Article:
Bushland and Biodiversity
What is biodiversity?
The variety of all living things, including plants, animals and micro-organisms, the genes they contain, and the ecosystems of which they form a part. It is not static, but is constantly changing. It is increased by genetic change and evolutionary processes and reduced by processes such as habitat degradation, population decline, and extinction.
— National Strategy for the Conservation of Australia's Biological Diversity (Department of Environment (then DEST) 1996)
Ecosystem Elements in Woollahra
Despite its small size, level of development and proximity to a major city, the Woollahra municipality contains a diverse range of ecosystem elements. Ecosystem elements and habitat types include:
- Wooded sandstone slopes and gullies (e.g. Cooper Park)
- Exposed coastal heaths (e.g. Christison Park, Gap Park)
- Freshwater and tidal creeks (e.g. Cooper Creek, Parsley Bay Creek, Rose Bay Creek)
- Intertidal estuarine areas (e.g. Vaucluse Bay)
- Sandy beaches (e.g. Parsley Bay, Murray Rose Pool, Watsons Bay, Nielsen Park, Camp Cove)
- Rock platforms (e.g. Glass and Bottle Bay, Parsley Bay)
- Seagrass meadows.(e.g. Rose Bay, Watsons Bay, Vaucluse Bay)
Threatened and Vulnerable Species
Due to the range of habitat areas, and the sections of remnant native bushland, Woollahra provides feeding grounds, shelter, nesting and transport corridors for a range of threatened and vulnerable species.
Listed fauna species include:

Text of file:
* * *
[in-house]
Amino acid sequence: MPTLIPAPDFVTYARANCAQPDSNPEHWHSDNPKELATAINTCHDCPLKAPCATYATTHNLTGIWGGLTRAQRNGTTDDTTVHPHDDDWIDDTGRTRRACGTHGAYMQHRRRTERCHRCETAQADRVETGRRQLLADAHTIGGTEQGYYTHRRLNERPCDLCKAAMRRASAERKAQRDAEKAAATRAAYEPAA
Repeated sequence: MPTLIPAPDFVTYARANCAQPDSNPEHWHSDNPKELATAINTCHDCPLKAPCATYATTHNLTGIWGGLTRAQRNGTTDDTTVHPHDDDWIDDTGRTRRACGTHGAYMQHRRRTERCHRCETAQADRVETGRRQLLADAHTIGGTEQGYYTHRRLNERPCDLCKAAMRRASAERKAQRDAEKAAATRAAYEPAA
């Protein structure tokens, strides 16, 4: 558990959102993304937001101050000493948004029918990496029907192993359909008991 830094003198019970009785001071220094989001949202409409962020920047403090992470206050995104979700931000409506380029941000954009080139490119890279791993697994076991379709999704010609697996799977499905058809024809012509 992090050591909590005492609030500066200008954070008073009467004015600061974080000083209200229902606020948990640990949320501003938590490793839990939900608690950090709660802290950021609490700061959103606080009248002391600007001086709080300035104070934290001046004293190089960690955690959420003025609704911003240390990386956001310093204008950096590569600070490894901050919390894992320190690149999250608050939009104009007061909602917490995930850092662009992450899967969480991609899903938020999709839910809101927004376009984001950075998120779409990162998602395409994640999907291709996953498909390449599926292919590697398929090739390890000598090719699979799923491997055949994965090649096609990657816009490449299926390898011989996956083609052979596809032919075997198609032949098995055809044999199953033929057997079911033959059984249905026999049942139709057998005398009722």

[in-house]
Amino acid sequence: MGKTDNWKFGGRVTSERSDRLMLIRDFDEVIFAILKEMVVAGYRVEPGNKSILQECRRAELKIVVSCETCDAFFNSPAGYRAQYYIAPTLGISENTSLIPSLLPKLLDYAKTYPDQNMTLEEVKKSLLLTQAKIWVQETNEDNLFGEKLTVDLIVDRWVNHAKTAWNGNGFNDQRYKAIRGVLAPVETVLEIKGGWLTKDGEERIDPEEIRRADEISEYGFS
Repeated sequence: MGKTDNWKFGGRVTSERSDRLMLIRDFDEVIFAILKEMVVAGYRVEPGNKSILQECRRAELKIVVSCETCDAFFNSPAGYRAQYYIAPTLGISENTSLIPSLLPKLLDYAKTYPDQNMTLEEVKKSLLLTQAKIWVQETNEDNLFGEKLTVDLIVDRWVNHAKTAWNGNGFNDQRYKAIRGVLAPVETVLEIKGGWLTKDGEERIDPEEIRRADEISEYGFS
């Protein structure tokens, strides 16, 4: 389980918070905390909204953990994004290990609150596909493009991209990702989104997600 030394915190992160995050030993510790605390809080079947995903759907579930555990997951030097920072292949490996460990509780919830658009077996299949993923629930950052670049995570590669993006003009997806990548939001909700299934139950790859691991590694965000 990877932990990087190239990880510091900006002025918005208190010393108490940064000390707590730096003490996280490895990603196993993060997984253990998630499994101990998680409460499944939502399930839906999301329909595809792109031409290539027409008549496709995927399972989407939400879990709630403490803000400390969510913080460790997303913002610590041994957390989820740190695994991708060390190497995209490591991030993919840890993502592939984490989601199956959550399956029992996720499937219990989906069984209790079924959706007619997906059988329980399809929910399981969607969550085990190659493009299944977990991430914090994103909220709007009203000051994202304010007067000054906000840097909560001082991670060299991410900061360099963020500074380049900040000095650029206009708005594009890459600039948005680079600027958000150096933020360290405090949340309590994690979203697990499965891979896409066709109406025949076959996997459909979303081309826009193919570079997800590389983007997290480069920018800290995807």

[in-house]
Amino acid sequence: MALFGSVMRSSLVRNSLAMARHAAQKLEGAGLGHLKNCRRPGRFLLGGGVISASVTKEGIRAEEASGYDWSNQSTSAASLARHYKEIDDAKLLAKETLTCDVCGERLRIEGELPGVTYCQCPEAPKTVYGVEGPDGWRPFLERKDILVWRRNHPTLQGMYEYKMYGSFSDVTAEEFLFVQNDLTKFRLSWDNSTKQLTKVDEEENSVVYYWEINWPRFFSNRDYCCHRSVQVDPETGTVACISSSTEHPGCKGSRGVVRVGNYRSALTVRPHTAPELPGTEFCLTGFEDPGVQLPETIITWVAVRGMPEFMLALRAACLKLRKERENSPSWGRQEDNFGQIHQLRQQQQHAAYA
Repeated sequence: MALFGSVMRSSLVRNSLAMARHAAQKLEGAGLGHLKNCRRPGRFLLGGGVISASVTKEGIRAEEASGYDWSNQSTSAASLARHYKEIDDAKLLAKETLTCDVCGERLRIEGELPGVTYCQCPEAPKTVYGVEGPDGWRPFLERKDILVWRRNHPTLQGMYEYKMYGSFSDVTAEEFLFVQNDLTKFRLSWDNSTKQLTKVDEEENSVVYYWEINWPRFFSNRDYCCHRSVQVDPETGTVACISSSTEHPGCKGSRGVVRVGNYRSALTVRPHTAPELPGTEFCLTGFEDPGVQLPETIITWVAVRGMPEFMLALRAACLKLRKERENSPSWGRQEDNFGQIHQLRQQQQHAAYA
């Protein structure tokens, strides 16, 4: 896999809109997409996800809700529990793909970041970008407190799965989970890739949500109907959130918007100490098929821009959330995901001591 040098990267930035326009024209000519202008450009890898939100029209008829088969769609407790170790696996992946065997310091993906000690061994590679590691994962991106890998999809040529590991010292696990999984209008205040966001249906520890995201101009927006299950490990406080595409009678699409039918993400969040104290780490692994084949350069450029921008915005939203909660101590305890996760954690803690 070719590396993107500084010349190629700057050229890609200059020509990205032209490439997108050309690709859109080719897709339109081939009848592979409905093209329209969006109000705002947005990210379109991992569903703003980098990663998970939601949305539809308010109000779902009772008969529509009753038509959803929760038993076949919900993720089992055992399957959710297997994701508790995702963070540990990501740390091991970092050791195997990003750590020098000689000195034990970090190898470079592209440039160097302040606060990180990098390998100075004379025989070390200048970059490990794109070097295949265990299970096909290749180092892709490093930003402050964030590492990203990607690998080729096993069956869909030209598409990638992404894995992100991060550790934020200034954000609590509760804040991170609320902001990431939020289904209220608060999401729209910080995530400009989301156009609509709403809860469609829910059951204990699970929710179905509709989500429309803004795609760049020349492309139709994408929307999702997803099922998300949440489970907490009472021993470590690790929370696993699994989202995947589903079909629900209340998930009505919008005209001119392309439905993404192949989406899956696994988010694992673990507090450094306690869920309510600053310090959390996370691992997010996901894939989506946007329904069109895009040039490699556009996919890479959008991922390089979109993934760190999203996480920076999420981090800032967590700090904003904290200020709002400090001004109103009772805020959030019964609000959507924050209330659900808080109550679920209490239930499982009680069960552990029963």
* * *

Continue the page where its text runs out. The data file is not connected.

- Little Penguin (Eudalypta minor)
- Sooty Oystercatcher (Haematopus fuliginosus)
- Large Bent-Winged Bat (Miniopterus orianae oceanensis)
- Southern Myotis (Myotis macropus)
- Powerful Owl (Ninox strenua)
- Common Scaly Foot (lizard) (pygopus lepidopodus)
- Grey-headed Flying Fox (Pteropus poliocephalus)
- Greater Broad Nosed Bat (Scoteanax rueppellii)
- New Holland Mouse (Pseudomys novahollaniae)
- Water-Rat (Hydromys chrysogaster)
- Red Crowned Toadlet (Pseudophryne australis)
- Seahorse (Syngnathidae) Hippocampus spp.
Listed flora species include:
- Sunshine Wattle (Acacia terminalis subsp. Eastern Sydney)
- Nielsen Park She-Oak (Allocasuarina portuensis)
- Magenta Cherry (Syzigium paniculatum)
- Seagrass (Posidonia Australis)
Weeds and Biosecurity
Weeds are everybody’s responsibility. We can all work together to protect our unique bushland and waterways.
Weeds are plants that do not occur naturally in the bush. They compete with native plants and often overshadow or supplant them. They damage and destroy the habitat of our native animals.
What is biosecurity?
Biosecurity refers to the protection of native plant communities - reducing the risk to human health and the risk to agricultural production, from invasive weeds.
Learn more about what Council is doing and what you can do.
Fish and Biosecurity
Keeping fish is fun, but releasing fish from your aquarium, pond or other sources can pose a serious threat to our aquatic environment. Many fish are not native to Australia or to your local area and if released are difficult to eliminate and can pose a serious threat to fragile ecosystems and important industries. They may spread disease and parasites, and damage natural habitats. It is illegal to release fish into public waters in NSW without a fish stocking permit.